Ruchi Soya, now entirely owned by Patanjali Ayurveda Limited, has repaid ₹ 2,925 crore loans to banks and has become a debt-free company. In the last few months, the company posted huge profits given the global shortage of oil and rising oil prices and its follow on public offer was a huge hit. It raised ₹ 4,300 crores through its follow-on public offer, and part of the proceeds has been utilised to repay the debt.
In 2019, Ruchi Soya was heavily indebted and a loss-making unit when Patanjali Ayurveda acquired it for ₹ 4,350 crore rupees through IBC proceedings. Today, its shares are trading at 938 rupees from around 220 two years ago. The company has given a return of 400% to its investors in two years and has become a profitable entity.
With annual revenue of ₹ 17,000 crores (>2 billion dollars), the company is one of the largest in the FMCG space. And it is expected to become a milking cow for Patanjali Ayurveda in the coming decade. With the rising commodity prices around the globe, Ruchi Soya is expected to post double-digit growth in profits and revenues.
During the first nine months of 2021-22 (ending December 2021) Ruchi Soya reported a net profit of ₹ 572 crores on revenues of ₹17,542 crores as compared to ₹ 16,382 crores revenue and ₹ 680 crores loss in FY 21. How Patanjali turned Ruchi Soya profitable within three years of acquisition is a lesson for India’s business houses to emulate and business leaders should learn from Baba Ramdev.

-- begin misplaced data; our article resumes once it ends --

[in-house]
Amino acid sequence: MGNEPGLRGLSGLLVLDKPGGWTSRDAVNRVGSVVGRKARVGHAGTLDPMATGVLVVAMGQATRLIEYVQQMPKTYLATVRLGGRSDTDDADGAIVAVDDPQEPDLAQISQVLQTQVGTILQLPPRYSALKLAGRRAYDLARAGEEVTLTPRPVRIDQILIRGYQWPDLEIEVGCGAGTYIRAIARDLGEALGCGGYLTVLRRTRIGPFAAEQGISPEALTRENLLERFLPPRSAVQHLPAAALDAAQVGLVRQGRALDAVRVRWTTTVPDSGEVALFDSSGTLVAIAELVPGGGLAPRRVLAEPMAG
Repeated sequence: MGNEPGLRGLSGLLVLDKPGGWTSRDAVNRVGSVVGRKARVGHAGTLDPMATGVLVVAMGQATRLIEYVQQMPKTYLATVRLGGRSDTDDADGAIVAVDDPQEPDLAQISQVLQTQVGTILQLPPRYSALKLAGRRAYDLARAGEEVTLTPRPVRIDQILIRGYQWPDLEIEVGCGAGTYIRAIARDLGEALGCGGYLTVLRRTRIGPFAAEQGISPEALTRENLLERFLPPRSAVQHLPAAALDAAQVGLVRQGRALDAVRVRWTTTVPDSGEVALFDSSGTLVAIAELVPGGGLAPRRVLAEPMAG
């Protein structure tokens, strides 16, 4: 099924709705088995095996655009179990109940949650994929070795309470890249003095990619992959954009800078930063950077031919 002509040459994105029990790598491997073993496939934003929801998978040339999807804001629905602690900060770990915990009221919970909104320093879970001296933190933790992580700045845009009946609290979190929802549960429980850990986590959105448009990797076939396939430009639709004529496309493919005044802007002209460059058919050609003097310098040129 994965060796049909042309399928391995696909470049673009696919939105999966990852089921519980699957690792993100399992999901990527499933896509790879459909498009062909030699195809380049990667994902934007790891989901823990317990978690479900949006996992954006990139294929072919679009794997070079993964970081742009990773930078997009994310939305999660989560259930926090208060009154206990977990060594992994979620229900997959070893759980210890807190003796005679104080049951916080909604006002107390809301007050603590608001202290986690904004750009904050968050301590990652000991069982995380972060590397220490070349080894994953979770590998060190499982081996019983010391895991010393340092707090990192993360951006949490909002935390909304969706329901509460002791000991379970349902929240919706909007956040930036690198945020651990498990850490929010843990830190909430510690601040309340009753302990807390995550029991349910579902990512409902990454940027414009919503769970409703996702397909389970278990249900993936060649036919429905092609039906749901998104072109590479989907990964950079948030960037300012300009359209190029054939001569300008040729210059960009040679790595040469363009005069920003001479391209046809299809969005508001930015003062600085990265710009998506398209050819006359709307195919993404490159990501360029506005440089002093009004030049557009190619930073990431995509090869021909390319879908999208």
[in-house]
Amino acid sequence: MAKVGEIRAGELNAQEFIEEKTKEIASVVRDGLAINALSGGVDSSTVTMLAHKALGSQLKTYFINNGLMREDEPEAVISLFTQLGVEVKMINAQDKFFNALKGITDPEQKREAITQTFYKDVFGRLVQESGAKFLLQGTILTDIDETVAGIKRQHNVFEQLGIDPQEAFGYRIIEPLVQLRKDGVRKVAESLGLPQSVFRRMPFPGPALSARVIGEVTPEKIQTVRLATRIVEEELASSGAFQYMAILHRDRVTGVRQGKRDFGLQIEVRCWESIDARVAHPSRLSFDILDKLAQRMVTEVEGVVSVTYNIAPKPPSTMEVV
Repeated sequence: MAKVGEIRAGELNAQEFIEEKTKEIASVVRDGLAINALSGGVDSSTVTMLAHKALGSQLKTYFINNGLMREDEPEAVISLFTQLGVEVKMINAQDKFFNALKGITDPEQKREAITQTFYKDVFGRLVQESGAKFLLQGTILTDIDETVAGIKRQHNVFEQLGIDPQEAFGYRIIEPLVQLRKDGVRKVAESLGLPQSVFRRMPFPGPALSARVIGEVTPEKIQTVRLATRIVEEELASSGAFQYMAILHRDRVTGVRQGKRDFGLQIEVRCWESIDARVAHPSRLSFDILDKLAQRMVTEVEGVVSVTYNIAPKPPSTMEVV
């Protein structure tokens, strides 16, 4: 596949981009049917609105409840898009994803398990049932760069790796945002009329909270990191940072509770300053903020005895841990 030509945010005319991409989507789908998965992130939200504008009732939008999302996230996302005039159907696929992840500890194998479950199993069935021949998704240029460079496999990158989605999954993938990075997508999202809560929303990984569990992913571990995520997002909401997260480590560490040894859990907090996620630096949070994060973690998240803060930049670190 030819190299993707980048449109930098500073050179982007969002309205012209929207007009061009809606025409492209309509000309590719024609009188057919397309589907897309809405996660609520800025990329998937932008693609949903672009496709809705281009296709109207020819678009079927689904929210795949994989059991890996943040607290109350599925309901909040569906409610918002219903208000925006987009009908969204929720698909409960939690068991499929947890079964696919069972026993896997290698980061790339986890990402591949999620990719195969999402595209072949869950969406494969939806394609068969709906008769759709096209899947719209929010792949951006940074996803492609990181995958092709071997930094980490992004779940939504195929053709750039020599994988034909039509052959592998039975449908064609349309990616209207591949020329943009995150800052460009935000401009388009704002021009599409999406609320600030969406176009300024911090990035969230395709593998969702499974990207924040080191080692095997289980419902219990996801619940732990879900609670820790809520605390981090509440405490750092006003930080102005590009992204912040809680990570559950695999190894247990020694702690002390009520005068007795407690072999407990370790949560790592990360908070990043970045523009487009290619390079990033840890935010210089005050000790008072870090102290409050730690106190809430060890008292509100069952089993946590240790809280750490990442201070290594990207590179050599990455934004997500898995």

Baba Ramdev is well known for taking up new challenges head-on. He said that he defeated paralysis by practising Yoga.
He also popularised the dying Vedic Indian tradition throughout the world, took on black money and looked after India’s most trusted Fast Moving Consumer Goods (FMCG) company Patanjali Ayurveda.
Baba Ramdev is an astute businessman and a master strategist when it comes to brand building. He assessed it very well that top Indian FMCG companies are foreign origin multinationals, and then used the plank of Swadeshi to build brand loyalty among customers.
The Indian FMCG sector is known to be the most competitive with multinationals like ITC, Hindustan Unilever Limited and old homegrown Dabur, Britannia, Parle etc but Patanjali Ayurveda now has a strong presence in the FMCG sector within a decade. Patanjali’s sales and profits have grown exponentially over the last few years, and now that the company is venturing into other sectors it will be interesting to see whether it could repeat a similar success story as that of FMCG.
Patanjali has also seen tough days, especially the years after demonetization and GST when rural consumption dried up and its businesses were not able to understand the complexities of the new regime.
In FY 17, when the company was growing at double-digit in terms of revenue, Baba Ramdev declared that Patanjali Ayurveda Limited would double its revenue to 20,000 crore rupees by March 2018. However, in the next two years, the fortunes of Patanjali were on a nosedive and the sales declined by more than 10 per cent to 8,100 crore rupees in March 2018. In the first 9 months of the last financial year, the total sales of the company further declined to 4,700 crore rupees.
However, Baba Ramdev learnt his lesson and went for the public offering of Ruchi Soya just a year after its acquisition even though it was a loss-making company. He raised capital and modernized his businesses, and with little luck from rising global commodity prices, the company has made a comeback. Now it is a moderately profitable entity and is expected to expand rapidly in the coming years.